Posted by DAB
March 30, 2009
Mock trial, moot court, and education
From time to time, one of my responsibilities here at Baylor has been to coach mock trial teams. I have enjoyed the experience, and think it is a worthwhile venture in general. Certainly, I think it speaks well of our students when they win a national competition (as they did this past weekend at the NTC), and makes public the abilities and work ethic of the school. My former colleague Kent Stresseman has had remarkable success recently with his moot court teams at Chicago-Kent, and I'm sure the victories there have raised the profile of that law school and helped bring in good students.
Still, I have had heard others criticize mock trial and moot court as an educational experience. One criticism is that these activities involve so few students. Others point out that the top schools rarely do well in these competitions. I think the first group of critics have a point, but schools such as my own have tried to counter that problem by entering more competitions and thus getting more students involved. As to the second point, I would suspect that the answer to that would vary from school to school, but my sense is that top-ten schools don't put much effort into these competitions. Should they?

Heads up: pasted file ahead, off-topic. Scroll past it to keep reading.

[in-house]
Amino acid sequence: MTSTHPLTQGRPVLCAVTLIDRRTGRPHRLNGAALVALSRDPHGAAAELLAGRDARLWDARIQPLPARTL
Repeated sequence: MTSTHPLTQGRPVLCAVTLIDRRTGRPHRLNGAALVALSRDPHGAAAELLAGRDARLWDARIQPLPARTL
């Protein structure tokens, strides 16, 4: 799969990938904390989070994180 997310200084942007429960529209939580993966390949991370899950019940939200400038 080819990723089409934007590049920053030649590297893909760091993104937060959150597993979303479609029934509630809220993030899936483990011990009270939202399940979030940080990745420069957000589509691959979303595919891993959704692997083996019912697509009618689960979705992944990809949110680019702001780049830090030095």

-- Mark Osler